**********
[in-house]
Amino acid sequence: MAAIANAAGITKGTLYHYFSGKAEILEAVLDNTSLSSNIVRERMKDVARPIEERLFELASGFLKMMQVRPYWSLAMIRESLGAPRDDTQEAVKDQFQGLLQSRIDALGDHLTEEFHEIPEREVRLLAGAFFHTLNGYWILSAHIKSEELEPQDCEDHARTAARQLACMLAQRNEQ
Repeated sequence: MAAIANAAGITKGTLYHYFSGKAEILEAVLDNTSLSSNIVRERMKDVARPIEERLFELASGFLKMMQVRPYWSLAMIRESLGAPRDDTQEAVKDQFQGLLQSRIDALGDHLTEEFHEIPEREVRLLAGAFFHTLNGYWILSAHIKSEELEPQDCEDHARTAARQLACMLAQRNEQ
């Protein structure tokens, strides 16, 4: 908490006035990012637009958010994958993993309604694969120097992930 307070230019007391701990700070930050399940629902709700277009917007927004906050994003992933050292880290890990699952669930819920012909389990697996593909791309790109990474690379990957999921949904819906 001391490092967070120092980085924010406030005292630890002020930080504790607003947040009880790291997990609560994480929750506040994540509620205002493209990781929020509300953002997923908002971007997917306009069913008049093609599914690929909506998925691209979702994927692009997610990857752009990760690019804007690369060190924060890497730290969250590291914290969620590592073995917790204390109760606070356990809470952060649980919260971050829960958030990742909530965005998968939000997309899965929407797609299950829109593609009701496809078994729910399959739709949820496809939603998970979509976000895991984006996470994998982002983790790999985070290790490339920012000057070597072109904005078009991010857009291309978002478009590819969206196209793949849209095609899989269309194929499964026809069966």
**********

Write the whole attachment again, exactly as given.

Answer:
[in-house]
Amino acid sequence: MAAIANAAGITKGTLYHYFSGKAEILEAVLDNTSLSSNIVRERMKDVARPIEERLFELASGFLKMMQVRPYWSLAMIRESLGAPRDDTQEAVKDQFQGLLQSRIDALGDHLTEEFHEIPEREVRLLAGAFFHTLNGYWILSAHIKSEELEPQDCEDHARTAARQLACMLAQRNEQ
Repeated sequence: MAAIANAAGITKGTLYHYFSGKAEILEAVLDNTSLSSNIVRERMKDVARPIEERLFELASGFLKMMQVRPYWSLAMIRESLGAPRDDTQEAVKDQFQGLLQSRIDALGDHLTEEFHEIPEREVRLLAGAFFHTLNGYWILSAHIKSEELEPQDCEDHARTAARQLACMLAQRNEQ
């Protein structure tokens, strides 16, 4: 908490006035990012637009958010994958993993309604694969120097992930 307070230019007391701990700070930050399940629902709700277009917007927004906050994003992933050292880290890990699952669930819920012909389990697996593909791309790109990474690379990957999921949904819906 001391490092967070120092980085924010406030005292630890002020930080504790607003947040009880790291997990609560994480929750506040994540509620205002493209990781929020509300953002997923908002971007997917306009069913008049093609599914690929909506998925691209979702994927692009997610990857752009990760690019804007690369060190924060890497730290969250590291914290969620590592073995917790204390109760606070356990809470952060649980919260971050829960958030990742909530965005998968939000997309899965929407797609299950829109593609009701496809078994729910399959739709949820496809939603998970979509976000895991984006996470994998982002983790790999985070290790490339920012000057070597072109904005078009991010857009291309978002478009590819969206196209793949849209095609899989269309194929499964026809069966």